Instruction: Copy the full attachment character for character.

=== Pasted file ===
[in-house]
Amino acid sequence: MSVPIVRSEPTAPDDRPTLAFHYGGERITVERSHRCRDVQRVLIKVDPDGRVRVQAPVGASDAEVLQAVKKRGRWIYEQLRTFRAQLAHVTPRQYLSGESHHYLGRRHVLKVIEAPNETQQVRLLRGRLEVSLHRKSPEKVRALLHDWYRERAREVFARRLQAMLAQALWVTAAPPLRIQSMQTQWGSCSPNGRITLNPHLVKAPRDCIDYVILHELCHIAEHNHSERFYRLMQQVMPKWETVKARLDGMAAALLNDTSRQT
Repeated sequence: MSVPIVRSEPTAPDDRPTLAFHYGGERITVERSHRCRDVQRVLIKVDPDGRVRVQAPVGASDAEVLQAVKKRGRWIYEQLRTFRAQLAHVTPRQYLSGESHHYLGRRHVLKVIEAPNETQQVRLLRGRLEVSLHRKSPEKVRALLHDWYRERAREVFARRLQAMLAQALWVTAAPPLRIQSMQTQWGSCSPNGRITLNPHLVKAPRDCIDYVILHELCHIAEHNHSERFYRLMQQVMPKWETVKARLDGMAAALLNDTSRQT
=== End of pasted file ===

[in-house]
Amino acid sequence: MSVPIVRSEPTAPDDRPTLAFHYGGERITVERSHRCRDVQRVLIKVDPDGRVRVQAPVGASDAEVLQAVKKRGRWIYEQLRTFRAQLAHVTPRQYLSGESHHYLGRRHVLKVIEAPNETQQVRLLRGRLEVSLHRKSPEKVRALLHDWYRERAREVFARRLQAMLAQALWVTAAPPLRIQSMQTQWGSCSPNGRITLNPHLVKAPRDCIDYVILHELCHIAEHNHSERFYRLMQQVMPKWETVKARLDGMAAALLNDTSRQT
Repeated sequence: MSVPIVRSEPTAPDDRPTLAFHYGGERITVERSHRCRDVQRVLIKVDPDGRVRVQAPVGASDAEVLQAVKKRGRWIYEQLRTFRAQLAHVTPRQYLSGESHHYLGRRHVLKVIEAPNETQQVRLLRGRLEVSLHRKSPEKVRALLHDWYRERAREVFARRLQAMLAQALWVTAAPPLRIQSMQTQWGSCSPNGRITLNPHLVKAPRDCIDYVILHELCHIAEHNHSERFYRLMQQVMPKWETVKARLDGMAAALLNDTSRQT